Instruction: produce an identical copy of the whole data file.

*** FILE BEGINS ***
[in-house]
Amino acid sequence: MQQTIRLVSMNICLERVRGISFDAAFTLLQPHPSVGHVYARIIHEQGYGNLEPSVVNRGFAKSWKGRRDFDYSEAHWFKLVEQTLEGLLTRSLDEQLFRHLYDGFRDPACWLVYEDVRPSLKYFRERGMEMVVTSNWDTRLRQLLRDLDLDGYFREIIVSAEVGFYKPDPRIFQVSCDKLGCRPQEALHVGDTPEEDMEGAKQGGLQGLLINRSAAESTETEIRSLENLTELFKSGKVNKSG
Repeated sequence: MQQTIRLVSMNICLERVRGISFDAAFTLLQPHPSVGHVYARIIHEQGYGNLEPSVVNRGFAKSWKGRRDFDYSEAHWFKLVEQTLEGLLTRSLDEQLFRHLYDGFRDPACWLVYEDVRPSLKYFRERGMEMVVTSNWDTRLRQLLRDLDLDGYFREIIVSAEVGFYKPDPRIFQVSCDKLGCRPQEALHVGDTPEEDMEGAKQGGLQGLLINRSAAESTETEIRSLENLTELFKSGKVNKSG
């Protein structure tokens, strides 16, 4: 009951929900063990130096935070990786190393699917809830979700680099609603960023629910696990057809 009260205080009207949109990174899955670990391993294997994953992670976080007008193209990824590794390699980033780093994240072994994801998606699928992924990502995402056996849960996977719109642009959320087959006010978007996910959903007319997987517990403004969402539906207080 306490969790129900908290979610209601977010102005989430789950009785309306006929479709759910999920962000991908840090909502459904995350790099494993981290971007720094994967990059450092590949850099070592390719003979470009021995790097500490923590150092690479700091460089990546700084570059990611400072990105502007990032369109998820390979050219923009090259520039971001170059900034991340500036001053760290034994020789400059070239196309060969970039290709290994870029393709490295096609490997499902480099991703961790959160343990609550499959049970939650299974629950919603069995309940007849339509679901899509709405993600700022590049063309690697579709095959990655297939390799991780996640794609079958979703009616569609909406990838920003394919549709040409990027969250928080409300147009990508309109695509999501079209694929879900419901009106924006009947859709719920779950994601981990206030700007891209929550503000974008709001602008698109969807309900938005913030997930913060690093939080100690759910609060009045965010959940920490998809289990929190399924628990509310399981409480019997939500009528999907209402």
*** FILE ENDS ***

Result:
[in-house]
Amino acid sequence: MQQTIRLVSMNICLERVRGISFDAAFTLLQPHPSVGHVYARIIHEQGYGNLEPSVVNRGFAKSWKGRRDFDYSEAHWFKLVEQTLEGLLTRSLDEQLFRHLYDGFRDPACWLVYEDVRPSLKYFRERGMEMVVTSNWDTRLRQLLRDLDLDGYFREIIVSAEVGFYKPDPRIFQVSCDKLGCRPQEALHVGDTPEEDMEGAKQGGLQGLLINRSAAESTETEIRSLENLTELFKSGKVNKSG
Repeated sequence: MQQTIRLVSMNICLERVRGISFDAAFTLLQPHPSVGHVYARIIHEQGYGNLEPSVVNRGFAKSWKGRRDFDYSEAHWFKLVEQTLEGLLTRSLDEQLFRHLYDGFRDPACWLVYEDVRPSLKYFRERGMEMVVTSNWDTRLRQLLRDLDLDGYFREIIVSAEVGFYKPDPRIFQVSCDKLGCRPQEALHVGDTPEEDMEGAKQGGLQGLLINRSAAESTETEIRSLENLTELFKSGKVNKSG
């Protein structure tokens, strides 16, 4: 009951929900063990130096935070990786190393699917809830979700680099609603960023629910696990057809 009260205080009207949109990174899955670990391993294997994953992670976080007008193209990824590794390699980033780093994240072994994801998606699928992924990502995402056996849960996977719109642009959320087959006010978007996910959903007319997987517990403004969402539906207080 306490969790129900908290979610209601977010102005989430789950009785309306006929479709759910999920962000991908840090909502459904995350790099494993981290971007720094994967990059450092590949850099070592390719003979470009021995790097500490923590150092690479700091460089990546700084570059990611400072990105502007990032369109998820390979050219923009090259520039971001170059900034991340500036001053760290034994020789400059070239196309060969970039290709290994870029393709490295096609490997499902480099991703961790959160343990609550499959049970939650299974629950919603069995309940007849339509679901899509709405993600700022590049063309690697579709095959990655297939390799991780996640794609079958979703009616569609909406990838920003394919549709040409990027969250928080409300147009990508309109695509999501079209694929879900419901009106924006009947859709719920779950994601981990206030700007891209929550503000974008709001602008698109969807309900938005913030997930913060690093939080100690759910609060009045965010959940920490998809289990929190399924628990509310399981409480019997939500009528999907209402």